The output from the multiplexing unit 34 is converted into digital data by the A/D conversion unit 35. The processor 41 reads the output from the A/D conversion unit 35.

When the processor 41 reads the digital data from the A/D conversion unit 35, it activates the operation unit 50, and calculates the duty of the pulse signal. The ‘output voltage’ is used in this operation. However, the ‘output current’, ‘temperature’, and ‘applied voltage to a load’ can also be used as necessary in an operation performed when the duty is determined. The method of performing the operation is described later.

When the operation unit 50 determines the duty of the pulse signal to be provided for the switching element 13, it computes the ‘on-time’ based on the duty. The on-time can be obtained by the following equation.

Ton=D/Ts

where D indicates the duty of the pulse signal provided for the switching element 13, and Ts indicates the cycle of the pulse signal.

The ‘on-time Ton’ computed by the operation unit 50 is written to the on-time register 62 of the PWM unit 11.

The PWM unit 11 comprises a cycle register 61, the on-time register 62, a timer 63, and a pulse generation unit 64. The cycle register 61 is a storage area for storing cycle information which indicates the cycle of an output pulse signal. The cycle of the pulse signal is the switching cycle of the switching element 13, and is written to the cycle register 61 in the initialization sequence of the power supply apparatus. The cycle register 61 can be designed to be updated by the operation unit 50. The on-time register 62 is a storage area for storing on-time information which indicates the on-time computed by the operation unit 50. The timer 63 counts the elapsed time from the leading edge to the trailing edge of a generated pulse signal. The pulse generation unit 64 uses the timer 63 to generate the pulse signal based on the cycle information stored in the cycle register 61 and the on-time information stored in the on-time register 62.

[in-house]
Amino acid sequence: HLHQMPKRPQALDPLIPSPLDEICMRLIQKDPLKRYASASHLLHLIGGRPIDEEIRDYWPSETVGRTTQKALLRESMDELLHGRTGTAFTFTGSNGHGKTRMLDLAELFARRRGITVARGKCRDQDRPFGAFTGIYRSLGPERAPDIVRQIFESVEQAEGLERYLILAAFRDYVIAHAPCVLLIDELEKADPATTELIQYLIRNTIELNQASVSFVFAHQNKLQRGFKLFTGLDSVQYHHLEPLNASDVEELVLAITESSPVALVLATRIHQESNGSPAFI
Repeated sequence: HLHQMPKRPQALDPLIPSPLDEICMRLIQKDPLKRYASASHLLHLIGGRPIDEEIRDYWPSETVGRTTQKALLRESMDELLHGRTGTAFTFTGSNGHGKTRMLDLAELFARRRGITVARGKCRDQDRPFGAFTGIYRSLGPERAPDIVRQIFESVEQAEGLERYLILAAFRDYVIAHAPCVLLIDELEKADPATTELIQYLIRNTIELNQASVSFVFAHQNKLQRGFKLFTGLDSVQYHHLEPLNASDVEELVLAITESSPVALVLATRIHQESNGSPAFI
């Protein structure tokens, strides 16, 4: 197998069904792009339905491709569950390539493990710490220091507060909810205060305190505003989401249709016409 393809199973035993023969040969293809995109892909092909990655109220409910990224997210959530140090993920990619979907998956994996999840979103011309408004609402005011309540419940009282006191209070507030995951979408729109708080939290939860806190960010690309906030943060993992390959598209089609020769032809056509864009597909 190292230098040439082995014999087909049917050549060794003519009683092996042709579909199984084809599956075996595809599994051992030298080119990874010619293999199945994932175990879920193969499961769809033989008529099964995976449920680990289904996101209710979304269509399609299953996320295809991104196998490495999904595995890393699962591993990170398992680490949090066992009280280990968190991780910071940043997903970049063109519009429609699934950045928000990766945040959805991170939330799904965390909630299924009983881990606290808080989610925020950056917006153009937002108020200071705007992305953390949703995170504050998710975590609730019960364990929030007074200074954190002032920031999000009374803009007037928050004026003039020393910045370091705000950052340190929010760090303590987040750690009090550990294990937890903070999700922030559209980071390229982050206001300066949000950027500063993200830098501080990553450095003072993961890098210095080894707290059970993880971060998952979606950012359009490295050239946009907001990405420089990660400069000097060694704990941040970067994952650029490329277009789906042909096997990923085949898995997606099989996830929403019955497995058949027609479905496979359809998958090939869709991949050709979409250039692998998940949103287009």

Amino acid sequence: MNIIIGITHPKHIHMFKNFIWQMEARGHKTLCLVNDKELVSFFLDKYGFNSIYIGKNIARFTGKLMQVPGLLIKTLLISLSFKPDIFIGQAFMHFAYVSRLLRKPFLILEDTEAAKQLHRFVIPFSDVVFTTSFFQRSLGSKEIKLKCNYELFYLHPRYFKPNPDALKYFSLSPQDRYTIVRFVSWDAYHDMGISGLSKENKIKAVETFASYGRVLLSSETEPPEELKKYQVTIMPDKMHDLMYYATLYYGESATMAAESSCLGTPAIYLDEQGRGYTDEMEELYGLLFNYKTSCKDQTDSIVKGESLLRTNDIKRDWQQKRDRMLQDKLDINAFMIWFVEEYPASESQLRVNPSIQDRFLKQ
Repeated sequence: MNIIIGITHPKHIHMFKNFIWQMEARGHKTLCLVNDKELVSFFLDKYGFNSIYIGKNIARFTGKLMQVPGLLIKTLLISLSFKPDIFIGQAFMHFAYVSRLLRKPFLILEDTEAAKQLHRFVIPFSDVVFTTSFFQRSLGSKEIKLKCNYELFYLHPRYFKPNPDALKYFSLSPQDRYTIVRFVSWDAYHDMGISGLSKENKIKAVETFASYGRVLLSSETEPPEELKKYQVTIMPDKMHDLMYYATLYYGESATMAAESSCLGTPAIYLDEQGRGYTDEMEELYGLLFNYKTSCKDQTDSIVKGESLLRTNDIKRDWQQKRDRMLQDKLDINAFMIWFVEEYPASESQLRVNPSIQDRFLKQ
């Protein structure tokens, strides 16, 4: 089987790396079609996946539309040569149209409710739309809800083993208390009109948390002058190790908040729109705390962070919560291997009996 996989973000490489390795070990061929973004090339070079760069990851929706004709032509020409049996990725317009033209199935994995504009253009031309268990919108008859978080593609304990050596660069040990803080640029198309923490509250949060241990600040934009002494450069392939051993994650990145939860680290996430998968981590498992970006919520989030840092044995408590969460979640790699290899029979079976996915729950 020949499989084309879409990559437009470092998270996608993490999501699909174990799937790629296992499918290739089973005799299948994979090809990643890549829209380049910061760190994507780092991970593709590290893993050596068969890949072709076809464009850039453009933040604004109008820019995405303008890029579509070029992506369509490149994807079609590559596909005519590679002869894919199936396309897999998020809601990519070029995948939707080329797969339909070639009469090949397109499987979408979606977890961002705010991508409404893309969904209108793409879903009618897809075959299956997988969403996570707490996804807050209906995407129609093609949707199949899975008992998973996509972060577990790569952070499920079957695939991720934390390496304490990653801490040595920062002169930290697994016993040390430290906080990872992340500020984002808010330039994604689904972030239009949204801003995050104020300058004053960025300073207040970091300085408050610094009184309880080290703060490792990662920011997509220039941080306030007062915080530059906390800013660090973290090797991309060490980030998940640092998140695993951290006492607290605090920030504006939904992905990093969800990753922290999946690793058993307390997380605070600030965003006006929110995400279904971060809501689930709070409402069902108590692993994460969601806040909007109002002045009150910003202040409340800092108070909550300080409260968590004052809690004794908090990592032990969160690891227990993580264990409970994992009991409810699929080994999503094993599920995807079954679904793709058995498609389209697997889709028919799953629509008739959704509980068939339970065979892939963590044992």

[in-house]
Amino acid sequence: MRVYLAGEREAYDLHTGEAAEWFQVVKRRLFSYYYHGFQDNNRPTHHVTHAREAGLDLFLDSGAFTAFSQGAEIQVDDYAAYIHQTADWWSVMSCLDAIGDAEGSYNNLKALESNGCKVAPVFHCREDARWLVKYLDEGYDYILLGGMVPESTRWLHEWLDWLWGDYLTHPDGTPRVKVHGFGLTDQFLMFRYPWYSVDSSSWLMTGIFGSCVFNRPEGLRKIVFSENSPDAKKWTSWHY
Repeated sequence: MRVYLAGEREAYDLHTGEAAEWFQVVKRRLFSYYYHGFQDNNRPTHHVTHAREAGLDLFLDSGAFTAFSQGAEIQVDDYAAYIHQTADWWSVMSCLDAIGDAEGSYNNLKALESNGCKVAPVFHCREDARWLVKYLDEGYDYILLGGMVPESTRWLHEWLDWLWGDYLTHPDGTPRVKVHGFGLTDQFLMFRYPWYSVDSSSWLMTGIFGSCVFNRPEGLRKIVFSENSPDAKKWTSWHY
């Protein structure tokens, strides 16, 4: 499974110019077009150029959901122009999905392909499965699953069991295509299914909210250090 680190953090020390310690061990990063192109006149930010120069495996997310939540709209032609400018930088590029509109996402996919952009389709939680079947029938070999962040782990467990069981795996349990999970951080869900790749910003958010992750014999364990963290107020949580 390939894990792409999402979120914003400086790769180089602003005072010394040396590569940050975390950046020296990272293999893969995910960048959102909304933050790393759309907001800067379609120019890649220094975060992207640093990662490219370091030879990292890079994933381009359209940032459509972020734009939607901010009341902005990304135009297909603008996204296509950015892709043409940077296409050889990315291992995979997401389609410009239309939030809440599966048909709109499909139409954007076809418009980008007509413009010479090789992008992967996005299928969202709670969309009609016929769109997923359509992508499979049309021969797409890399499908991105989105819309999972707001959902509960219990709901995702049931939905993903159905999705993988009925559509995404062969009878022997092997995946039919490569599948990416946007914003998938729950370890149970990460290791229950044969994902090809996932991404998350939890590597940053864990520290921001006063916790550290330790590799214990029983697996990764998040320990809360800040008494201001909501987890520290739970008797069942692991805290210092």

As described above, the output from the PWM unit 11 is used as a switching signal for control of the switching element 13 in the electric power conversion unit 12.

FIG. 5 shows the basic configuration of the operation unit 50. The operation unit 50 comprises a reference voltage register 51, a digital filter 52, and a pulse width computation unit 53. The reference voltage register 51 stores a reference value Vref indicating an output voltage to be maintained by the power supply circuit. Assuming that, for example, the output voltage to be maintained by the power supply circuit is 5V, the reference value Vref refers to the digital data which will be obtained if ‘5V’ is input to the A/D conversion unit 35.

The output voltage of the power supply circuit is feedback controlled such that the voltage can match the reference value Vref. That is, the operation unit 50 obtains and outputs the duty (on-time of the pulse signal provided for the switching element 13) depending on which the output voltage Vout of the power supply circuit matches the reference value Vref. Therefore, when the reference value Vref is changed, the output voltage Vout of the power supply circuit is changed correspondingly.

The digital filter 52 amplifies and outputs the difference between the output voltage Vout and the reference value Vref. The digital filter 52 is basically designed to implement the characteristic (especially the G-Φ characteristic) of the amplifier 523 used in the conventional power supply apparatus shown in FIG. 1. The pulse width computation unit 53 computes the ‘on-time Ton’ based on the output from the digital filter 52. The on-time refers to a time during which the switching element 13 is in an ON state on the switching cycle of the switching element 13. The pulse width computation unit 53 writes the on-time to the on-time register 62 of the PWM unit 11.

Described below is the method of realizing the operation unit 50. As described above, the digital filter 52 is basically designed to implement the characteristics as is (especially the G-Φ characteristic) of the amplifier 523 used in the conventional power supply apparatus shown in FIG. 1. FIG. 6A shows an example of a practical circuit of the amplifier 523 used in the conventional power supply apparatus. The transfer function of the analog amplifier is described below. G ( s ) = R 1 + R 2 R 1 - 1 + sc ( R 3 + R 1 // R 2 ) 1 + sc ( R 2 + R 3 ) = α ( 1 + s γ ) 1 + s β G ( j ω ) = α { 1 + ω 2 β γ + j ω ( γ - β ) } 1 + ω 2 β 2 ( α = R 1 + R 2 R 1 , γ = c ( R 3 + R 1 // R 2 ) , β = c ( R 2 + R 3 ) )